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TICKER VIEWS – Is New Zealand really cosying up to China?



The diplomatic rift between Australia and China continues to worsen, exacerbated by Scott Morrison’s government tearing up controversial infrastructure agreements.

Canberra is bracing for retaliation from Beijing, after it torpedoed Belt and Road Initiative agreements China signed with the Australian state of Victoria.

Australia hasn’t hesitated to stand up to an increasingly assertive and powerful China. It led calls for an independent investigation into the origins of COVID-19, much to China’s fury.

Beijing has even shared a 14-point list of grievances that it has against Australia.

Chinese President Xi Jinping, right, and New Zealand Prime Minister Jacinda Ardern shake hands before their meeting at the Great Hall of the People in Beijing, Monday, April 1, 2019. (Kenzaburo Fukuhara/Pool Photo via AP)


New Zealand’s relationship with China has also been under the spotlight, but for completely different reasons.

New Zealand has been accused of turning its back on its “Five Eyes” allies, amid claims Jacinda Ardern’s government is soft on China.

There’s no question that Australia and New Zealand have fundamentally different approaches to handling the increasing assertiveness of China.

But is New Zealand moving closer to China?

Robert Ayson is a Professor of Strategic Studies at Victoria University of Wellington. He says that while New Zealand doesn’t have a “hardline, zero sum approach to [its] relationship” with Beijing, it “… has taken a strong view on China compared to where it was 7-8 years ago.”

“New Zealand wants to maintain good relations with traditional partners, particularly in the Five Eyes context,” he told Ticker News.

“New Zealand also wants to keep room for a productive relationship with Beijing. New Zealand is unlikely to go down the path that Australia has…”

Australia’s actions have seen it become a victim of China’s economic coercion. New Zealand is seeking to tread carefully, mindful of its economic reliance on China.


New Zealand has on multiple occasions spoken out against China, including over human rights abuses in Xinjiang.

But the island nation has also been conspicuously absent from some joint statements from its Five-Eyes allies, as it is wanting to chart its own course when it comes to its dealings with China.

The 70-year-old intelligence grouping is made up of Australia, Canada, New Zealand, the United States, and United Kingdom.

New Zealand’s Foreign Minister this week revealed that New Zealand was “uncomfortable” with expanding the remit of the alliance.

Nanaia Mahuta believes the focus of the group needs to remain on intelligence, not on pressuring or criticising China.

Robert Ayson says the “comments did catch out a few people”, given they were made “in a public forum”.


Australia’s Foreign Minister Marine Payne travelled across the Tasman this week, taking advantage of the new travel bubble, for a face-to-face meeting with her Kiwi counterpart.Marise Payne was asked by a journalist if she would like to see the Ardern government take a tougher line on Beijing.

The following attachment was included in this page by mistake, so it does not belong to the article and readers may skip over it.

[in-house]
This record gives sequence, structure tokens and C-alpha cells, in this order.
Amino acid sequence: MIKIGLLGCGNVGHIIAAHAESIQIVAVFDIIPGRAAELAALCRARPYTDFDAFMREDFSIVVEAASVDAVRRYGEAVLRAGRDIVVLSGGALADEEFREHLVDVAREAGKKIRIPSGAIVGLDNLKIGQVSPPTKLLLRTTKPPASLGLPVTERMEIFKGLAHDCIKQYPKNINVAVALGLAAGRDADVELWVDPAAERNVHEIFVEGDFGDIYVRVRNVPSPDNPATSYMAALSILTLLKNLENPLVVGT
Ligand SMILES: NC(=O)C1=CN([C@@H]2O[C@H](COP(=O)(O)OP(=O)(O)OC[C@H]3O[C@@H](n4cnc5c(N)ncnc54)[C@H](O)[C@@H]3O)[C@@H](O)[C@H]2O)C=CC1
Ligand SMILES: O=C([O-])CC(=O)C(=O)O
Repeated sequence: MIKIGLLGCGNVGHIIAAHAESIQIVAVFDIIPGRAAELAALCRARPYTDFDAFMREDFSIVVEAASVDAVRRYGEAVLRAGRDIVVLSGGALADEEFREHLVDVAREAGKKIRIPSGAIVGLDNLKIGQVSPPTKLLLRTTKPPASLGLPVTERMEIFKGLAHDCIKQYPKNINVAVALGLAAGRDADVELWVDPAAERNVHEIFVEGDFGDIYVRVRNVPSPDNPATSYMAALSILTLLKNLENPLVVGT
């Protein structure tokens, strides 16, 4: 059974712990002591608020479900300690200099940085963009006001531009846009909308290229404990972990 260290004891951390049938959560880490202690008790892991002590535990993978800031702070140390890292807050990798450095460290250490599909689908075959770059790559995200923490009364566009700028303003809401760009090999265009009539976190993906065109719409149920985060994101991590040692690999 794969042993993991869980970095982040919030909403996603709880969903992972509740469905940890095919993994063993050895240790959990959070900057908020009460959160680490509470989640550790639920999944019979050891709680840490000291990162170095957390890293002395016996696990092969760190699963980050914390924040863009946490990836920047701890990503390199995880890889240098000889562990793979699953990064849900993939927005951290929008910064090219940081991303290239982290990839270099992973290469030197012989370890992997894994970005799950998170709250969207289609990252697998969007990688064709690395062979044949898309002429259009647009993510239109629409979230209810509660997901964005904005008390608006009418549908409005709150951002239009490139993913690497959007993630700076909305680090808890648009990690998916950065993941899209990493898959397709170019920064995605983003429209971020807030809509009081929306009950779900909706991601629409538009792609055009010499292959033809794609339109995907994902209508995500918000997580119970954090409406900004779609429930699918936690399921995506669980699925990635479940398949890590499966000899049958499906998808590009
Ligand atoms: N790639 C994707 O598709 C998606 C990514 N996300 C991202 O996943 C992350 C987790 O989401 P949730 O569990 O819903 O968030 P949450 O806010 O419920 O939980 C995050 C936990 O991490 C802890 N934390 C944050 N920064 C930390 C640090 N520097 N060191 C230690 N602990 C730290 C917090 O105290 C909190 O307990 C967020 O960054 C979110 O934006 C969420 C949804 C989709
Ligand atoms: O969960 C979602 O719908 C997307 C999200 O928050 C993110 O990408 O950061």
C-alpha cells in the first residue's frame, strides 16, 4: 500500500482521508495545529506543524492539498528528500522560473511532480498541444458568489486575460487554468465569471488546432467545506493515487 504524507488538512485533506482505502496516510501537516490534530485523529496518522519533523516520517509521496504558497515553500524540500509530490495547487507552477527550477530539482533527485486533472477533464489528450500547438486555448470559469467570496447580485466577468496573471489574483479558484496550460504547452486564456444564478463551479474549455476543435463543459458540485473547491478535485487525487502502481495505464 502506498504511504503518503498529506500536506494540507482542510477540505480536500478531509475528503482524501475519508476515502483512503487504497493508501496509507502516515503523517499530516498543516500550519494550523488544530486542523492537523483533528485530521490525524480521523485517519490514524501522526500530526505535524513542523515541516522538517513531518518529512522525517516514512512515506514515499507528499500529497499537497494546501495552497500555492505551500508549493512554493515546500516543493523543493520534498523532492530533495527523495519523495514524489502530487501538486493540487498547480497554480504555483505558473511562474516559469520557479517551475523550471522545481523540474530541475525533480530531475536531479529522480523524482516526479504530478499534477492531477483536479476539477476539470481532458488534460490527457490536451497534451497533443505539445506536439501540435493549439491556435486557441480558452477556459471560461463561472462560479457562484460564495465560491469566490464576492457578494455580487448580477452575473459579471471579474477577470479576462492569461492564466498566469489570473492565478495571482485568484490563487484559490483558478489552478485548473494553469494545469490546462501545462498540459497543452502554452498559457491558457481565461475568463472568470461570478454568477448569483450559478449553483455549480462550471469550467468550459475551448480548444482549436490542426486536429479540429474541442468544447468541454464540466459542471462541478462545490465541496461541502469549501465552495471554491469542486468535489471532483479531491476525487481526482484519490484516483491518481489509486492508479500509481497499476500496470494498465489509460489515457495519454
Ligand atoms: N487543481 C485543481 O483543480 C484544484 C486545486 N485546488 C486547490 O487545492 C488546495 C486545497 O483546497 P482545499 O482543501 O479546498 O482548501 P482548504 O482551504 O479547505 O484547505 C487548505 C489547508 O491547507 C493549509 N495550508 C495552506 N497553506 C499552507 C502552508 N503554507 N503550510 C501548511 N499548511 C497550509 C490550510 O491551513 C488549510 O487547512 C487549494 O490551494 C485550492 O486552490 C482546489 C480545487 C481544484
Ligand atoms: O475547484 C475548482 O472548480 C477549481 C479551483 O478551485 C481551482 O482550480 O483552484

“One thing I have learnt in my role in this job as Australia’s Foreign Minister is not to give advice to other countries,” she responded.

It’s advice that New Zealand’s Trade Minister would have done well to heed in an interview earlier this year.

Appearing on CNBC, Damien O’Connor urged Australia to follow New Zealand and “show respect” and “a little more diplomacy” to China.

The comments went down like a lead balloon in Canberra, as the Minister was left to mop up a diplomatic mess of his own making.


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Five reasons it’s so expensive to travel right now



We’ve been waiting years to go on holiday, but wow it’s expensive to fly. Here are the five reasons it’s so expensive to travel right now

Remember the good old days of competition in the travel industry? Those were the days. Now every time you look to book a flight, the prices are soaring. Even if you want to use your points.

The airline industry is complex, so a total shut down of the industry was always going to have long term effects. The long hangover from the shutdowns and lockdowns are with us.

So let’s break down the five key reasons your flight is so expensive.

“Revenge travel”

It’s not just you who wants to go overseas and change up the scenery. Everyone else is thinking the same thing.

And as the northern hemisphere enjoys its first lockdown free summer in years, everyone is clamouring to use all that saved up cash, topped up with government assistance, to spend on flights.

The simple supply versus demand philosophy means it’s become an airline’s dream to push up prices while often pushing down the value of the ticket. How bad are those airline meals at the moment?

Big planes are grounded